Where: Cedar Grove, New Jersey
Years of Operation: 1896 to 1975
Operations began in 1896, with Essex County officials designating 325 acres of land as the new location of the County Asylum for the mentally ill. Specifically chosen for its scenic view, officials believed its remote location and high altitude location would provide a healthy, peaceful setting for patients to rehabilitate in. Nothing could have been further from the truth. Soon after opening, the patient-to-staff ratio became unbalanced, leaving too many patients in need of care that they weren’t getting from an overworked staff.
The results were frightening. Conditions were so bad that 24 patients froze to death in their own beds in the early 20th century while more than 150 patients went missing and were never found. Despite all of this, Overbrook remained open for nearly a century, eventually closing in the 1970s.
7. Willowbrook State School
Where: Staten Island, New York
Years of Operation: 1947 to 1987
One of the most important cases on our list is the Willowbrook State School – a state sponsored institution for children who were intellectually disabled that became the catalyst for reform of mental health institutions. Things were so bad at Willowbrook that during the 1960s, Robert Kennedy referred to it as “zoo-like” and a “snake-pit.” Initially designed for 4,000 children, by 1965 Willowbrook contained a population of 6,000 people. First-hand accounts claimed that patients were left to wander around the facility covered in their own urine and feces. However, what’s more troubling is the experiments that the doctors carried out on the very children they were supposed to care for.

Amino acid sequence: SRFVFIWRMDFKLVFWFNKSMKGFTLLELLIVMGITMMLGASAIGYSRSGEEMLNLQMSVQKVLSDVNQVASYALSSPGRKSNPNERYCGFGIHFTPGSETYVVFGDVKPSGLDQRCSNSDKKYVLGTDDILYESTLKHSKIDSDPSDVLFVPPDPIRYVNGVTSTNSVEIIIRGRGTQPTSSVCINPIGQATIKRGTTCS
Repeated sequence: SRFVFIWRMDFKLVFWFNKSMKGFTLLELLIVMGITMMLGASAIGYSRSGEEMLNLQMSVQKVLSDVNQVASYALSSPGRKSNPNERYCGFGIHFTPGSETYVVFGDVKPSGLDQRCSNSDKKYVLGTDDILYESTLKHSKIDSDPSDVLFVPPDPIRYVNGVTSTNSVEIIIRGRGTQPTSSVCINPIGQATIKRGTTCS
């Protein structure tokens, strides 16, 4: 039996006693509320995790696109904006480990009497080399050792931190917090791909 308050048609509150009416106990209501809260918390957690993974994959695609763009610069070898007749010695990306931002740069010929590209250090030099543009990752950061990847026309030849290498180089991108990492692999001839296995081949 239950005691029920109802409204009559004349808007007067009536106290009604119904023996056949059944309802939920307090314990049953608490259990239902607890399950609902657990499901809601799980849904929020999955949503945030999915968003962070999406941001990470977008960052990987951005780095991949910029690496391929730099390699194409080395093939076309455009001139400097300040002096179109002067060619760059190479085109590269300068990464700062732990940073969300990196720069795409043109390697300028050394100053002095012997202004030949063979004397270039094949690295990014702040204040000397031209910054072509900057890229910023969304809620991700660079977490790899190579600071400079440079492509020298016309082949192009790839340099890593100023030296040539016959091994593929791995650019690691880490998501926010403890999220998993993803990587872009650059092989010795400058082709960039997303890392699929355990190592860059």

Struggling to find answers about the outbreak of Hepatitis, medical researcher Saul Krugman “used the children of Willowbrook to answer those questions. One of his studies involved feeding live hepatitis virus to sixty healthy children,” according to researcher and author Paul Offit. “Krugman watched as their skin and eyes turned yellow and their livers got bigger. He watched them vomit and refuse to eat. All the children fed hepatitis virus became ill, some severely. Krugman reasoned that it was justifiable to inoculate retarded children at Willowbrook with hepatitis virus because most of them would get hepatitis anyway. But by purposefully giving the children hepatitis, Krugman increased that chance to 100 percent.”
The great horrors of Willowbrook led to the passage of a federal law — the Civil Rights of Institutionalized Persons Act of 1980
6. Trans-Allegheny Lunatic Asylum
Where: Weston, West Virginia
Years of Operation: 1864 to 1994
An amalgamation of many of our other cases, the Trans-Allegheny Lunatic Asylum had it all. Built to house only 250 patients, by 1949, the hospital had over 2,400 people in its care. A 1938 report by a survey committee organized by a group of North American medical organizations found that the hospital housed “epileptics, alcoholics, drug addicts and non-educable mental defectives” among its population.